shared success, every time a world renowned leader spoke, they all had the same message. Community participation in planning, design, decision making and even implementation of city projects is vital. Communities only tend to bite back when they are ignored, not when they are intentionally and genuinely involved. There were a number of grass roots organisations profiled. Beyond Zero Emissions is a community Think Tank producing independent research, showing that 'zero emissions is technically feasible now'. The Rescope Project produces podcasts, hosts large public forums and small community gatherings 'taking the national dialogue beyond the consumer growth society, to new visions and systems for what’s most important in life.' These are both Australian initiatives, we have them here in NZ as well, Generation Zero is a great national example and locally there is the Tauranga Carbon Reduction Group. There of course many more.
One presenter made the comment 'people need to realise they have a choice' and that they could be a different person in the world, living their values if there were the systems and services in place to support that. Not everyone has the courage or support networks to choose a different path, we're so conditioned to follow the pack. Fortunately these grass roots groups are forming a new pack, advocating for new systems and leading change.
The Elderman Trust Barometer global annual study reports that only fifteen percent of the general population believe the present system is working. That's got to be encouraging for local and national government to start taking a leadership role in the change is needed. For this to happen though there needs to be a high level of acceptance that there is no other option. I guess that's where Al Gore comes into play who was a guest speaker on day two. His message packs a pretty decent punch.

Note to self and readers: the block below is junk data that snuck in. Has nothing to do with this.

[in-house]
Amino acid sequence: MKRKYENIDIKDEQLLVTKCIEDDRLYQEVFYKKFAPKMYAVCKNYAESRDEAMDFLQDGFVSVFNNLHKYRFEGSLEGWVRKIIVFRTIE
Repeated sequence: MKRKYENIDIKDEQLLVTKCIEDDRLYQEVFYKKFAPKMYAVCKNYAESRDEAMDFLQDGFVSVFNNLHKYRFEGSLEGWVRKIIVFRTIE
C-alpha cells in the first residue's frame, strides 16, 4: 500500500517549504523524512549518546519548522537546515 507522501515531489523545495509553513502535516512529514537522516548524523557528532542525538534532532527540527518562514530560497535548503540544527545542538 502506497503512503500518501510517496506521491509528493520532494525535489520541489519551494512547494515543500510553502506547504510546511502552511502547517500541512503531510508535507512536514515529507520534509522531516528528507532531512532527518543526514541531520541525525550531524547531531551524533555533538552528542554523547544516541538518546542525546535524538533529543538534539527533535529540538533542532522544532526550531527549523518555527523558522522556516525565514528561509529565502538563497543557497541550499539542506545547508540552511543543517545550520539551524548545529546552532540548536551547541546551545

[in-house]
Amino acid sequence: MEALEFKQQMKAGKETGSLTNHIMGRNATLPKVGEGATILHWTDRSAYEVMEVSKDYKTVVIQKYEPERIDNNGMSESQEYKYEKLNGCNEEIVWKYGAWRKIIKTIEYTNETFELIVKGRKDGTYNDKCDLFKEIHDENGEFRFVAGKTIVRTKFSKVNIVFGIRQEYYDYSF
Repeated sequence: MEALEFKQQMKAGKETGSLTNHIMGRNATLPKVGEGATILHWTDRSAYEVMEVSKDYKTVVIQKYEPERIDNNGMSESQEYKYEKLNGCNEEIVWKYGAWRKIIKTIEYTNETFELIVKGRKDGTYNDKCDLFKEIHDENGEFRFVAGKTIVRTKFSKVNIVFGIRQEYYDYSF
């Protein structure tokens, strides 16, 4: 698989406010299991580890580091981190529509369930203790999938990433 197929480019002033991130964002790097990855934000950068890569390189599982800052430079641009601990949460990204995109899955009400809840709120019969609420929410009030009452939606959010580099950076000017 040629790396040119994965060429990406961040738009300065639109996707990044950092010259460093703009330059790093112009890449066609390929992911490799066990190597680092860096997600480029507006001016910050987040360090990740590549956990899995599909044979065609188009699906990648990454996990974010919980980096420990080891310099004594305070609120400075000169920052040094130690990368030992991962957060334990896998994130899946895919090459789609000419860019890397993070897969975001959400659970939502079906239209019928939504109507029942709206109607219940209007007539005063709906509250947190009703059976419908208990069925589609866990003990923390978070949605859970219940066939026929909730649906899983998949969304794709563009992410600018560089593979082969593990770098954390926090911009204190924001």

The summit was three days of intensive learning and sharing. I could go on for days. Instead, I will finish with (just) ten of my favourite one liner takeaways, sometimes these are all that's needed to be jolted back on track.
1. 'Problem admiring' - we need to stop this. We know what the problems are inside out, so let's shift our energy (and investment) into solutions, new ways to do things. The problems are largely the same across the globe, let's get over ourselves thinking our problems are different and get on with it.
2. 'Every climate action is a community action.' (John Mauro, Chief Sustainability Office, AK City Council)